The conditions for moral responsibility are more demanding than the conditions for legal and professional responsibility. This is clearest in cases of so-called "strict liability offenses." In criminal law, strict liability is liability, for which the mens rea (Latin for "guilty mind") does not have to be proved in relation to one or more elements comprising the actus reus (Latin for "guilty act"), although intention, recklessness, or knowledge may be required in relation to other elements of the offense. The liability is said to be strict because defendants will be convicted even though they were genuinely ignorant of one or more factors that made their acts or omissions criminal. The defendants may therefore not be morally culpable in any real way; that is, there is not even criminal negligence, the least blameworthy level of mens rea. A clear example of a strict liability offense is provided by traffic violations. A person may be entirely ignorant that he is traveling slightly over the speed limit: While ignorance of what he is doing may be an excuse for moral responsibility, it is not an excuse for legal responsibility.

The scope of moral responsibility

Omissions as well as actions

On Aristotle's analysis, a person is paradigmatically responsible for his voluntary actions. In agreement with common sense, Aristotle's analysis also covers the topic of omissions, saying that a person who voluntarily omits to act is morally responsible for these omissions as well. One type of omission may be called an abstention. An abstention is a deliberate refraining to act. This seems to be what Aristotle has in mind when he says: "Where it is in our power to act it is also in our power not to act."[9] An abstention of this sort is a voluntary act; it is voluntarily refraining to act. If someone, standing on the edge of the sidewalk, deliberates about whether to help an elderly lady cross the street, and then decides not to do it, then that is an abstention. Aristotle's analysis holds persons morally responsible for such omissions of voluntary abstentions.

There is a second type of omission, which does not require this level of self-consciousness. For example, if someone has simply forgotten that he has made a promise, he may fail to fulfill the promise by omission. However, this omission is not strictly voluntary, since the person may be entirely ignorant (at the time of the action) that he was breaking a promise. In this respect, his action is not voluntary, since he does not knowingly do anything wrong. Whether or not this sort of example provides a counter-example to Aristotle's analysis depends on whether the person's breaking a promise is in some extended sense, voluntary. Aristotle himself seems aware of this problem when he points out that in some cases ignorance is no excuse from responsibility. His strategy is to accommodate this fact of culpable ignorance within an extended framework of intentional wrongdoing. "Indeed, we punish a man for his very ignorance, if he is thought responsible for the ignorance."[10] The point is that although a person might have been ignorant at the time of his action, he was the cause of becoming that way, and consequently bears responsibility for acting as he did. This diagnosis accounts rather nicely for instances of the ignorance which might result in drunken wrongdoing.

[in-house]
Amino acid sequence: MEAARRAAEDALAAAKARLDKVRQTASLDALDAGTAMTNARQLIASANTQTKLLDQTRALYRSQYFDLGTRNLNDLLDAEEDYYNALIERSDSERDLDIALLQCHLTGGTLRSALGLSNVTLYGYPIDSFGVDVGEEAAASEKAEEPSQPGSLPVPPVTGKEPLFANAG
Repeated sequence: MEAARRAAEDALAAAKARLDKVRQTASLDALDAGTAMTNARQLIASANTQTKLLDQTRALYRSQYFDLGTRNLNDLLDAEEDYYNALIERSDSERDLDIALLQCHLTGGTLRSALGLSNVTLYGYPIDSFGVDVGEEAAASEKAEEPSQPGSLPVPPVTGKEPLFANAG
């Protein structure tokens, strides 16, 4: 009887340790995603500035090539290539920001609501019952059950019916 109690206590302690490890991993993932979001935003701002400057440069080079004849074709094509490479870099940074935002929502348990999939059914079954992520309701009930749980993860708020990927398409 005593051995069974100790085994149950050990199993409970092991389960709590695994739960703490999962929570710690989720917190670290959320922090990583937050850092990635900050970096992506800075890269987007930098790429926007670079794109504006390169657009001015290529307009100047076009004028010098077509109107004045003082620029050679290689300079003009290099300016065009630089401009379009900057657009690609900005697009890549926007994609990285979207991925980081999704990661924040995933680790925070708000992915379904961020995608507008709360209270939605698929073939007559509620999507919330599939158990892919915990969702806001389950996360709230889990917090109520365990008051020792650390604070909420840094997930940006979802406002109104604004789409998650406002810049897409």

It is worthwhile to note that omissions provide the clearest instances of cases in which moral responsibility does not involve causal responsibility. If a person fails to check the brakes on his car, he may be morally responsible for the injuries of someone driving in it. But he will not have been causally responsible for these injuries. This is so even if his failure to check his breaks was something that it was in his control to do or not to do; for having something within one's power is not the same as causing it.

Unintentional actions

On the traditional view arising from Aristotle, people are morally responsible for their voluntary actions and omissions. But, some later philosophers have preferred to express their views in terms of intentional actions rather than voluntary actions, in order to make the discussion sharper. The concept of intentional action is, on one important analysis, narrower than the concept of voluntary action because voluntary actions include unintentional actions besides intentional actions.

An unintentional action is an action which a person foresees but does not intend, and although it is not an intentional action, it is still a voluntary action. This distinction, originating in Thomas Aquinas' discussion of killing in self-defense,[11] is arguably of crucial significance to moral theory and is sometimes referred to as the principle of double effect. Aquinas holds that in killing in self-defense, the death of one's assailant will be unintended even if it is foreseen, so long as one intends only to use force necessary to save oneself. "Double effect," therefore, refers to the two foreseen effects of actions: The good effect (saving one's life), which the agent intends; and the bad effect (injuring or killing someone), which the agent foresees but does not act in order to bring about. Assuming the principle of double effect, although the killing of one's assailant is a voluntary action—it originates within the doer, and is done wittingly—it is not an intentional killing.